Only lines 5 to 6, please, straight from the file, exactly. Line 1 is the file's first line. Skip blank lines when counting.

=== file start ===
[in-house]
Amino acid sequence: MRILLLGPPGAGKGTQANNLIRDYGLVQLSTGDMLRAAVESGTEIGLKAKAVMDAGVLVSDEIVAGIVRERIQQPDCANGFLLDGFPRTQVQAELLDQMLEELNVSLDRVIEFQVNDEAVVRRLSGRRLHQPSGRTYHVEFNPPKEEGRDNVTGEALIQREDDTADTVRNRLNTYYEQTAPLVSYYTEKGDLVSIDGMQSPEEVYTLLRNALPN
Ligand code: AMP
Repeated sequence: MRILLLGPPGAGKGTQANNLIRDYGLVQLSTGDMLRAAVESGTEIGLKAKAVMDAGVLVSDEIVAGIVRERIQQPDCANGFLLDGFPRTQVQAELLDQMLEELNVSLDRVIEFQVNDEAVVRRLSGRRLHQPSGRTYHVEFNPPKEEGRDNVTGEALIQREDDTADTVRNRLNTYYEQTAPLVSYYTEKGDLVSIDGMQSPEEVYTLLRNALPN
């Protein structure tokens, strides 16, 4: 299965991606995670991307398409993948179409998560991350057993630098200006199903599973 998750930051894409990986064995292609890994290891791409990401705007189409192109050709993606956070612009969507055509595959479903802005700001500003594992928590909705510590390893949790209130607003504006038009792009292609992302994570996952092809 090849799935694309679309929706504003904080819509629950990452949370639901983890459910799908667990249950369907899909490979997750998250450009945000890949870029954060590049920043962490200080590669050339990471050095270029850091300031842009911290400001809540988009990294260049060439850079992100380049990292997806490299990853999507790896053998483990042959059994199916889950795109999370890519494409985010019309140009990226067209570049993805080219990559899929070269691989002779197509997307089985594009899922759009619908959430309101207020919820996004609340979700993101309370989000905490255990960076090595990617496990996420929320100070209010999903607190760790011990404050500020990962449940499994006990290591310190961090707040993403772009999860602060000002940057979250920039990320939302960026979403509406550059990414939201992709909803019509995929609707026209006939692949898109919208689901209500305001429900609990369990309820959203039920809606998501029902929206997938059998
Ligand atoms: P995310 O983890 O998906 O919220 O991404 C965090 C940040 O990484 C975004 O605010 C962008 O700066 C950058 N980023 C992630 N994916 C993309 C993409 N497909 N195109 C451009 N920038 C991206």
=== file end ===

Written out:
């Protein structure tokens, strides 16, 4: 299965991606995670991307398409993948179409998560991350057993630098200006199903599973 998750930051894409990986064995292609890994290891791409990401705007189409192109050709993606956070612009969507055509595959479903802005700001500003594992928590909705510590390893949790209130607003504006038009792009292609992302994570996952092809 090849799935694309679309929706504003904080819509629950990452949370639901983890459910799908667990249950369907899909490979997750998250450009945000890949870029954060590049920043962490200080590669050339990471050095270029850091300031842009911290400001809540988009990294260049060439850079992100380049990292997806490299990853999507790896053998483990042959059994199916889950795109999370890519494409985010019309140009990226067209570049993805080219990559899929070269691989002779197509997307089985594009899922759009619908959430309101207020919820996004609340979700993101309370989000905490255990960076090595990617496990996420929320100070209010999903607190760790011990404050500020990962449940499994006990290591310190961090707040993403772009999860602060000002940057979250920039990320939302960026979403509406550059990414939201992709909803019509995929609707026209006939692949898109919208689901209500305001429900609990369990309820959203039920809606998501029902929206997938059998
Ligand atoms: P995310 O983890 O998906 O919220 O991404 C965090 C940040 O990484 C975004 O605010 C962008 O700066 C950058 N980023 C992630 N994916 C993309 C993409 N497909 N195109 C451009 N920038 C991206």